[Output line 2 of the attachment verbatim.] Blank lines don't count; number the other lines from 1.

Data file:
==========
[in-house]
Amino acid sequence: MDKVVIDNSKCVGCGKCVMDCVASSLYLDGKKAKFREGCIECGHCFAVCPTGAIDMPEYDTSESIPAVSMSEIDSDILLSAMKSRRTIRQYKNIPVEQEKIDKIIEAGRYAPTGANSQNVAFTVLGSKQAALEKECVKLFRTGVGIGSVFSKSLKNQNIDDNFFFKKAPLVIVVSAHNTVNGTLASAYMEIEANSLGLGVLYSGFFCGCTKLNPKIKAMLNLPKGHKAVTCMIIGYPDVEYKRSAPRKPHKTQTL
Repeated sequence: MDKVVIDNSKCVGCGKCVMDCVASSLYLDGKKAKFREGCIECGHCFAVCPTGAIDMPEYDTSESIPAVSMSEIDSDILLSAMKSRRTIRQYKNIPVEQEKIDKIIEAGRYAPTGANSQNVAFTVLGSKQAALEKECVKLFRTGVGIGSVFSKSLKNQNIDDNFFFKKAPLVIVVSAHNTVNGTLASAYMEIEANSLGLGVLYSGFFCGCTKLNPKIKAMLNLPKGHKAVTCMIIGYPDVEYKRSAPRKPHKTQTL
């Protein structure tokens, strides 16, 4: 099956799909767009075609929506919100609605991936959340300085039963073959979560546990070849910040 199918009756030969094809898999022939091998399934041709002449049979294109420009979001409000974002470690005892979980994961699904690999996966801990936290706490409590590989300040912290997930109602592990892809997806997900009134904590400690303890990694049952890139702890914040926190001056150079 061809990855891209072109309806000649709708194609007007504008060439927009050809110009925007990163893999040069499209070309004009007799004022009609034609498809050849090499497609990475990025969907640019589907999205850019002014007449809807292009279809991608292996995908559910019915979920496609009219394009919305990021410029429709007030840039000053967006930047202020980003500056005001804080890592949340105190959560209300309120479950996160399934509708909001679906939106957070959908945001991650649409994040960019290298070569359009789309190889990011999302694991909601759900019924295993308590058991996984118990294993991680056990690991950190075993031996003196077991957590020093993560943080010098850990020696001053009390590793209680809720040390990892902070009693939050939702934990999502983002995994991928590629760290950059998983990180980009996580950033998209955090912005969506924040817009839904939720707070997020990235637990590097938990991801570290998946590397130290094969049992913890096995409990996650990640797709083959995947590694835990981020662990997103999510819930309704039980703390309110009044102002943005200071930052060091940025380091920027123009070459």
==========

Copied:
Amino acid sequence: MDKVVIDNSKCVGCGKCVMDCVASSLYLDGKKAKFREGCIECGHCFAVCPTGAIDMPEYDTSESIPAVSMSEIDSDILLSAMKSRRTIRQYKNIPVEQEKIDKIIEAGRYAPTGANSQNVAFTVLGSKQAALEKECVKLFRTGVGIGSVFSKSLKNQNIDDNFFFKKAPLVIVVSAHNTVNGTLASAYMEIEANSLGLGVLYSGFFCGCTKLNPKIKAMLNLPKGHKAVTCMIIGYPDVEYKRSAPRKPHKTQTL